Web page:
How COVID-19 might help us win the fight against climate change

The response to the pandemic illustrates five actions we can take to address the global climate change crisis.

Paula Bronstein/Getty Images

The COVID-19 pandemic has elicited a global response unlike anything we've seen before.


From government and business taking on new roles to respond to the crisis to the complete re-organisation of how we work, travel and socialize, we have witnessed transformational changes that didn't appear possible just weeks ago. The human costs of the pandemic are horrifying, but the response has largely been characterised by care, compassion and connection – and an unheard-of pace of change.

What happens over the coming months could go one of two ways.

There is a risk that as the immediate crisis wanes and its economic consequences become clearer, we cast aside longer-term aspirations in pursuit of short-term easy fixes, many of which would have adverse environmental consequences. These include rolling back environmental standards, stimulating the economy by subsidising fossil-fuel-heavy industries and focusing on making more things, rather than using them better.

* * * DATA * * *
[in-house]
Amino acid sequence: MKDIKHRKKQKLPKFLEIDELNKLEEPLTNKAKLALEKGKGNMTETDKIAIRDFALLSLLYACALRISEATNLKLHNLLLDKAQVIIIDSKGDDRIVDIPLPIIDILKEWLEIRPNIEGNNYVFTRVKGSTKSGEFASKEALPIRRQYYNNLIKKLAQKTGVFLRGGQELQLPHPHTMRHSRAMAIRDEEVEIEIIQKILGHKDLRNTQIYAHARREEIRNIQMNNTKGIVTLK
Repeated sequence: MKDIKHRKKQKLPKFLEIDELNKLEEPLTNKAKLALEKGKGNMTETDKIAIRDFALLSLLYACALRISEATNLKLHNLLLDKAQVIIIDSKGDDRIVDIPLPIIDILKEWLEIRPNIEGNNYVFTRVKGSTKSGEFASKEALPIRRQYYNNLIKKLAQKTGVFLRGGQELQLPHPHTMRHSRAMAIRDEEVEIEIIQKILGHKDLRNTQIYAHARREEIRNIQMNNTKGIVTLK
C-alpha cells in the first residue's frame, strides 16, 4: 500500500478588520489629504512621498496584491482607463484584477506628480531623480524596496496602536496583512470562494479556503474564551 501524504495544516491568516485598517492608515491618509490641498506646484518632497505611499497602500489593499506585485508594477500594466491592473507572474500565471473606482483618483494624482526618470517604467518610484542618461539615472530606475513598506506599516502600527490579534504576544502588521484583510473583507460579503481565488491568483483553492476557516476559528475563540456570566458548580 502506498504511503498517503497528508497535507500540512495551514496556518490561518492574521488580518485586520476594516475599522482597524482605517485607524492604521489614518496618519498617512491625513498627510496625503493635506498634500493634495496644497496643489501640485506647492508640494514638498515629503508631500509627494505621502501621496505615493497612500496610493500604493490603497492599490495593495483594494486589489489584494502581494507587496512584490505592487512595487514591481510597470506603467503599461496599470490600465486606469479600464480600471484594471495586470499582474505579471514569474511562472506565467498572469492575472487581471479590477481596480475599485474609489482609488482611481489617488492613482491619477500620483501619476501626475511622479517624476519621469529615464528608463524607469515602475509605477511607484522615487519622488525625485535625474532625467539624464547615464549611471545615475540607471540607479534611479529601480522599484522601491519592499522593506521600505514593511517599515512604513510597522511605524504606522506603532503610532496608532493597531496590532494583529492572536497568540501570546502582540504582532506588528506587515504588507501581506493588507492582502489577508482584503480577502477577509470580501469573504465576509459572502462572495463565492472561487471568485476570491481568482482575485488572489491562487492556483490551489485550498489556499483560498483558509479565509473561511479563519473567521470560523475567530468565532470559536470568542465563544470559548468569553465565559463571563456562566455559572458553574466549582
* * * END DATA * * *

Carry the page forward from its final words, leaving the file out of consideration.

But there is another possibility. While we are reeling in the shock of what is happening around us and coming to terms with our new reality, we could seize this moment as a unique window of opportunity to re-build our society and economy as we want it. With scientists warning we have 10 years left to avoid the worst consequences of climate change, this could offer an opportunity to fix the climate crisis before it's too late.